An Evening with Harry Enfield and Paul Whitehouse | TV review by Steve Bennett © BBC/Balloon Entertainment/Colin Hutton

An Evening with Harry Enfield and Paul Whitehouse

Note: This review is from 2015

TV review by Steve Bennett

After last year’s brilliant Story Of The Twos to mark BBC Two’s 50th birthday, Harry and Paul return to the channel to honour another great institution: themselves.

But An Evening with Harry Enfield and Paul Whitehouse is not the simple ‘audience with’ clips show it first appears as they turn their piercing social satire on themselves.

The tone was initially celebratory, and rather than focussing on their most famous creations, served to remind us of characters from more recent series such as Ruddy Hell It's Harry and Paul, which they admit didn’t catch on in the same way as Wayne And Waynetta Slob, Kevin The Teenager and The Self-Righteous Brothers (‘Oi! Enfield! No! ‘)

Harry Enfield as Dave Nice

The older characters got a look-in, of course, not least DJ Dave Nice, newly acquitted of all (but one) of the charges against him. A flashback sketch from 1992 with his old mucker Smashey doing a lot of work for charidee in a hospital proved, as Whitehouse said, how ‘ahead of its time we were about elderly people hanging around where they shouldn’t’. Saviletastic, mate.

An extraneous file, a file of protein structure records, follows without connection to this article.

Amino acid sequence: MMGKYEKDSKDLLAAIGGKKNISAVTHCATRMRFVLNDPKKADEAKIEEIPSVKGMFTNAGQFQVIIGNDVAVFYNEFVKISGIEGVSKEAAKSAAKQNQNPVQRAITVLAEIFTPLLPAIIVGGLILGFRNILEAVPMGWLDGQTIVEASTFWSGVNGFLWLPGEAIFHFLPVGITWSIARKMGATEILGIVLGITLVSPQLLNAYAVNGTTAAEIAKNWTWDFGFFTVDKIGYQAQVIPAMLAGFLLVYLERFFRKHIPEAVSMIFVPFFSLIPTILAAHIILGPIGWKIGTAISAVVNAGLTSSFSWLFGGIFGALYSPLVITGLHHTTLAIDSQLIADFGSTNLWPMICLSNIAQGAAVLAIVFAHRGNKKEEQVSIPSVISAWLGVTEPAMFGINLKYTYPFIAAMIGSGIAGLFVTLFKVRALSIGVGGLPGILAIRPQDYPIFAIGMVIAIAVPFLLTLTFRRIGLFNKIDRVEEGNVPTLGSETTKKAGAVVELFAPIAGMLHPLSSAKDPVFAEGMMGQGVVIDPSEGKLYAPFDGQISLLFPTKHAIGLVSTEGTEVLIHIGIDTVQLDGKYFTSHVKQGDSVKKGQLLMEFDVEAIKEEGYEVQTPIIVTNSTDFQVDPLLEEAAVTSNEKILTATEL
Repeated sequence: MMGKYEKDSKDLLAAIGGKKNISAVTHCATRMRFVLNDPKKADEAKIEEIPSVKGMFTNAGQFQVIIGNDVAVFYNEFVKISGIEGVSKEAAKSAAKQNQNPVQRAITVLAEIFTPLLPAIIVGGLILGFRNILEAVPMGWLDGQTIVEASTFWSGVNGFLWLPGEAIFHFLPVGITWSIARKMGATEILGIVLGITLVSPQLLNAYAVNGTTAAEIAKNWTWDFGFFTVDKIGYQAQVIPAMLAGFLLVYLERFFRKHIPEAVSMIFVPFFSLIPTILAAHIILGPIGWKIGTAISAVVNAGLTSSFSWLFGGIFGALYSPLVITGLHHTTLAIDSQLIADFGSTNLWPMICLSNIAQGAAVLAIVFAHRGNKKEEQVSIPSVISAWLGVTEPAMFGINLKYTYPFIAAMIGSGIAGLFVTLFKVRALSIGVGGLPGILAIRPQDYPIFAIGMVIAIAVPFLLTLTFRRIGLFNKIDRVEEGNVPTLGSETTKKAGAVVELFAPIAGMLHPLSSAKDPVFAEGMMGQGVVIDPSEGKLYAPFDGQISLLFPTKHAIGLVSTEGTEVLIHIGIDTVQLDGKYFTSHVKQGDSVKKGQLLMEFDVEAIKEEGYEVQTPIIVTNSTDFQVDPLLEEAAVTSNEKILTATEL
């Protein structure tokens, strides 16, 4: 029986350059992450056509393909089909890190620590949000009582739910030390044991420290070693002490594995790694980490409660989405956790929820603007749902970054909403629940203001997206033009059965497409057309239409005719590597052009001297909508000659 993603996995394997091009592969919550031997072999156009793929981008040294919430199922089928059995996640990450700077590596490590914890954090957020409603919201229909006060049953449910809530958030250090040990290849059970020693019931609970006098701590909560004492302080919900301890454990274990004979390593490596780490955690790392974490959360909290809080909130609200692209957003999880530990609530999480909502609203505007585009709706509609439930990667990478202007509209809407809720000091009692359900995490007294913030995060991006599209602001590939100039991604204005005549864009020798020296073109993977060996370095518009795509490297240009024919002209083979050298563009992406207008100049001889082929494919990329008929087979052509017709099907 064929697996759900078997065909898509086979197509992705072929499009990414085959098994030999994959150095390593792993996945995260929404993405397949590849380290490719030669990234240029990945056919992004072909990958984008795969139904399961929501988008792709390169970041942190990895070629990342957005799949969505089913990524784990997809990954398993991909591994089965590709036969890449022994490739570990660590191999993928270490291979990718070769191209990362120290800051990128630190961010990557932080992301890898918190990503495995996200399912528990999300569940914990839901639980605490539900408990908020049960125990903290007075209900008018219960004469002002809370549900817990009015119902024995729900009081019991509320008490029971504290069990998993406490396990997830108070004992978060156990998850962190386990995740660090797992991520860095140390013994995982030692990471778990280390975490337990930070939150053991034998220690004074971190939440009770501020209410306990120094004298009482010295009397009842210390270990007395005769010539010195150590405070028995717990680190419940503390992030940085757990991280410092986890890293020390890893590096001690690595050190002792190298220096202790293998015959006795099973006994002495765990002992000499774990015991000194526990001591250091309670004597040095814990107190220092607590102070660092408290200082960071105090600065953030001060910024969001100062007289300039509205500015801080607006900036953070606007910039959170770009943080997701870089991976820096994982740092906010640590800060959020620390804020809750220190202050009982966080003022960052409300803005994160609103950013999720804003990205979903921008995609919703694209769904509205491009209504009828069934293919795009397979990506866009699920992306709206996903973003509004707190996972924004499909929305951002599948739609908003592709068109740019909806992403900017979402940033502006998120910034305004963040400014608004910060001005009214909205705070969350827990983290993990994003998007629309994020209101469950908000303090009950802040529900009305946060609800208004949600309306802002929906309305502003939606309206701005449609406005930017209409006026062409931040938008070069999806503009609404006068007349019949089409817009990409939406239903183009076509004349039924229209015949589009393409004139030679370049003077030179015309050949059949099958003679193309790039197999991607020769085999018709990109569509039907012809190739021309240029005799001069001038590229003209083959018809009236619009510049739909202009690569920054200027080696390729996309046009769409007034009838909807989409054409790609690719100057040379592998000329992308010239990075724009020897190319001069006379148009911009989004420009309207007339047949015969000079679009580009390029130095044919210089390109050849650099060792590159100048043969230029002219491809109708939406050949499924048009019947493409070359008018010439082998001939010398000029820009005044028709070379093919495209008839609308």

Yet although the catchphrases of later series did not capture the imagination of the nation in quite they way they did when 13million viewers tuned in, this footage served as a timely reminder that they remain brilliantly funny in middle age – with playful Dragon’s Den parodies and the so-wrong-its-right sketch showing Nelson Mandela advertising drugs. And the best of their work captures archetypes that prompted Simon Sharma to call the pair ‘social historians of the highest order’.

Not the real TV historian, you understand, for the celebrity audience comprised a series of hilarious, spot-on impersonations grotesquely capturing the likes of Jimmy Carr’s irritating laugh, Ian Hislop’s twisted expressions of distain, swearing Stephen Hawking and Wolf Hall’s Mark Rylance sitting in the dark and leaving long…. pauses… between… words.

But to break it up there was one ‘genuine’ member of the public who asked: ‘I prefer your early work not the shit you do nowadays,’ prompting a sea change of opinion against the comedy duo among the audience. Accusations that they are misogynistic, racist homophobes who sneering at the poor and the Northern (Exhibit A: The Scousers) flew thick and fast – and with evidence to back it up.

Harry Enfield as Ricky

Seemingly skewering Ricky Gervais over Derek, they had him cast a typical knowing glance before asking: ‘Have you ever taken the piss out of mental people for laughs?’ And the video proved they had. The atmosphere, which was already slightly odd because of some stilted editing, turned decidely sour, in an inspired twist.

Yet after discovering how awful and offensive their work really is, you’ll still be left marvelling how innovative, hilarious and bitingly relevant Enfield and Whitehouse are after 25 years together. For behind the catchphrases there’s astute observation, expertly funnelled into comedy. Can’t wait for the live tour this autumn…

Review date: 31 Aug 2015
Reviewed by: Steve Bennett

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